Graphics System

Nov 7, 2007 at 3:12 PM
While Sturm has apparently taken over the Common assembly and the messaging back-end, I've been working with the graphics system to give us the functionality we need for efficient, high-quality rendering. However, before I proceed too far, I want to get some feedback from the team on the design.

Materials

What I'm planning on doing is implementing a material system that more-or-less combines effects and textures into a single entity. There will be an XML-based material format. Let me give an example:

<material effect="test_effect">
	<sampler semantic="DIFFUSE_MAP">my_texture</sampler>
	<matrix semantic="WORLDVIEWPROJECTION" matrixID="WorldViewProjection"/>
        <float1_constant semantic="DiffuseCoeff">0.6f</float1_constant>
        <float4_constant semantic="SunColor">1.0f, 1.0f, 1.0f, 1.0f</float4_constant>
</material>

In this material, the assigned effect will be testeffect (loaded as testeffect.xnb, compiled from testeffect.fx). The material also uses the texture map "mytexture", which is bound to the "DIFFUSE_MAP" effect semantic. Instead of a texture map file, a renderer-defined render target could also be specified, prepended with "$". This allows materials to work off reflection maps, refraction maps, dynamic environment maps, shadow maps, etc., which are handled by the renderer and created dynamically each frame. There are also 2 shader constants defined, one is a single float and one is a 4d vector. Both are also assigned to specific effect semantics. Now the matrix binding is the interesting one. The matrix node does not take a constant value, instead it has a "matrix ID," which is used per-frame to reference into the renderer and retrieve the appropriate matrix. The renderer will maintain internal matrices based on camera position/orientation and other factors, and then the material can retrieve these matrices at render-time. Matrix constants and float renderer-defined constants will also be implemented eventually.

The point of going with this format instead of a purely HLSL semantic-based approach is that we can re-use effects across materials. Also, different materials will be able to share textures and effects but may define different constants.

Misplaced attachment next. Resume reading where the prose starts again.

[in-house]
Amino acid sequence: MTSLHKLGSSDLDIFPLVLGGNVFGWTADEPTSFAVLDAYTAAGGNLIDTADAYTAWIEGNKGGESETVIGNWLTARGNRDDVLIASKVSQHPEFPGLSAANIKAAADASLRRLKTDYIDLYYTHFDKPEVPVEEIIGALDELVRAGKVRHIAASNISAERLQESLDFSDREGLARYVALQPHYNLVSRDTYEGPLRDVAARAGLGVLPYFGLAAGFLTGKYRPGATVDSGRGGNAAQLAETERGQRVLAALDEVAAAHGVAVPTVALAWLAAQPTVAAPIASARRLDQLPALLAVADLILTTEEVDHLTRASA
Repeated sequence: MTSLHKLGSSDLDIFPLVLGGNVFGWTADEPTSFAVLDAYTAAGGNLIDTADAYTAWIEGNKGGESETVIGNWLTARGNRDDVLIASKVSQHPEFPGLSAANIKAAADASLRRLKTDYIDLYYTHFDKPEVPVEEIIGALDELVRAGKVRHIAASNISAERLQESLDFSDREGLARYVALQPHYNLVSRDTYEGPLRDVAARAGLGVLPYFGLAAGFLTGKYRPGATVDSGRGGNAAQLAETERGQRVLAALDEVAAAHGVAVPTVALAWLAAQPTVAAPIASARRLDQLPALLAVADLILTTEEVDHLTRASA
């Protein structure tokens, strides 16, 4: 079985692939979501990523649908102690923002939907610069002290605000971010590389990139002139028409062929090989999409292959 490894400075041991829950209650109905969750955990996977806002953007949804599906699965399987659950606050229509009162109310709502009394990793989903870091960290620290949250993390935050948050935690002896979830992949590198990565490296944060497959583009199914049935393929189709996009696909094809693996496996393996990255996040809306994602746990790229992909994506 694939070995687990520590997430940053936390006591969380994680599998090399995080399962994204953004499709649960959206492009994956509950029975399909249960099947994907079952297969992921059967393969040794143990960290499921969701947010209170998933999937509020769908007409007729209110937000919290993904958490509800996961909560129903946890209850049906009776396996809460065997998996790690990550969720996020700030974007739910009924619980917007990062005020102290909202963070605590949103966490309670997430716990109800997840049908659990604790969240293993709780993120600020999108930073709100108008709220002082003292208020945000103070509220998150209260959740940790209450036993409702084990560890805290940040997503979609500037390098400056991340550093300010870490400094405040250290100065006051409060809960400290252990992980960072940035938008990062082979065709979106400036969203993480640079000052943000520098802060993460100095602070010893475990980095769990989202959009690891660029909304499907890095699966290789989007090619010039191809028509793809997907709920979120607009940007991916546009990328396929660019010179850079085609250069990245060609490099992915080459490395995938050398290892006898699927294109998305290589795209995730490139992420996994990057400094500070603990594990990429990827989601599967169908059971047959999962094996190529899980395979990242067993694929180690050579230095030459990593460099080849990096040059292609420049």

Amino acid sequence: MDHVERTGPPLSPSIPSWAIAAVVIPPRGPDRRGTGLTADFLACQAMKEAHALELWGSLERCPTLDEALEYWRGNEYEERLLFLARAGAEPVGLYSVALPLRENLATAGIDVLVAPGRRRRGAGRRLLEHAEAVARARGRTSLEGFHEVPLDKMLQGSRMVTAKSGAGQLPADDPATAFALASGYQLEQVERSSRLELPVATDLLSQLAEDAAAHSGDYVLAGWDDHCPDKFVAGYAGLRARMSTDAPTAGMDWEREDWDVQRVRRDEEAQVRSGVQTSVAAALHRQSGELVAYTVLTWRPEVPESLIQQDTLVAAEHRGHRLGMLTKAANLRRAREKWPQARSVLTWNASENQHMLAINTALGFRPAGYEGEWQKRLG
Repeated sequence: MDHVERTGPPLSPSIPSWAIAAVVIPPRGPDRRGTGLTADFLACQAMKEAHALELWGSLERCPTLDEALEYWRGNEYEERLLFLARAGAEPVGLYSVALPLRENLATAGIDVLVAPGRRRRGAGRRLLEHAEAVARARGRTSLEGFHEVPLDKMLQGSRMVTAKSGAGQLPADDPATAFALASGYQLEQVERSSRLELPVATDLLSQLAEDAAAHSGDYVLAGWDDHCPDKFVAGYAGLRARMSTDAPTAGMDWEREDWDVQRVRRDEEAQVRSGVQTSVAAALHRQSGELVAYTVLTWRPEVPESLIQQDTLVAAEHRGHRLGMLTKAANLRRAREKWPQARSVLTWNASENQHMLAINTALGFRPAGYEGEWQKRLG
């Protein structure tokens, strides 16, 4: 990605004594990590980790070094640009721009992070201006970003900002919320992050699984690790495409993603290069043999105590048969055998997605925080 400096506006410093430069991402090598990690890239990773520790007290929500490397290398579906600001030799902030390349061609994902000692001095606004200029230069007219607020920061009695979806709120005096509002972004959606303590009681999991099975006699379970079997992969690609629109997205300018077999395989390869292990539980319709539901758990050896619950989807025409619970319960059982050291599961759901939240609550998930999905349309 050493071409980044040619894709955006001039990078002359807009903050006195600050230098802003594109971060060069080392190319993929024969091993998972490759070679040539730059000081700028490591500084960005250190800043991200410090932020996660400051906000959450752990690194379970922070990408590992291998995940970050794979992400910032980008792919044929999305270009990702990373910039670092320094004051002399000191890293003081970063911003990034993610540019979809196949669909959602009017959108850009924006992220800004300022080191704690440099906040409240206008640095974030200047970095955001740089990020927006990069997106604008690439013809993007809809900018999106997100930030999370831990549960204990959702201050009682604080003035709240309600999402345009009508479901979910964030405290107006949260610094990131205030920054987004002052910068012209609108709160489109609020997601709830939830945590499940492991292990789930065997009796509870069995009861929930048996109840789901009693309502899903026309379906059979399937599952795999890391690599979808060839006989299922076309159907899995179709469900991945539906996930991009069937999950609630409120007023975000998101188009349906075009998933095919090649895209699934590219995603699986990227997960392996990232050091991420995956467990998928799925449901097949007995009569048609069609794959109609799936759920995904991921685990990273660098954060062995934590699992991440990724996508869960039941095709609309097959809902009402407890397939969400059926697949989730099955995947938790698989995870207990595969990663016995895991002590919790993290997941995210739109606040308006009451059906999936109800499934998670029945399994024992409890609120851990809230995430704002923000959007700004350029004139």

Eventually, we can integrate a material editor into the eventual editor for the engine that will emit the XML and possibly HLSL code if we get that advanced.

Note that the specific XML format is just an example and is subject to change, it just serves to show how the system will work.

Models

Going forward, it's going to be advantageous to create new geometry containers instead of using the default Model class. At this point, I'm not yet considering key-framed animation, but I've been outlining a static model container. Basically, it will use the default XNA model importer, then use a different model processor to create a custom format with associated TypeReader and TypeWriter. Eventually, the static model format will be expanded to calculate collision mesh data for the physics processor, but right now I'm just concentrating on the graphics aspects.


Render Queue

I have a basic render queue set up, but I'm still working out the details of the information it contains and how its used. LordIkon, we're going to have to discuss in-depth how to integrate the terrain rendering into this, as the render queue is implemented based on atomic renderable unit, like models (i.e. entities in the world). Partial-visibility determinable is not needed for these entities, so we need to determine how to handle terrain in this framework which does depend on partial-visibility.



Let me know what you think of this system so far. Opinions, critiques, etc.?
Nov 8, 2007 at 10:54 AM
Looks good. Flexible and easy to use.

Are you planning on having the engine create a material from the material settings contained by the .x/.fbx files by default, and allowing the user to override this with a material loaded from the xml files?

Also rember that the renderer needs be able to handle multiple viewports, which may make culling more complicated (Is that going to be done by the scene graph?).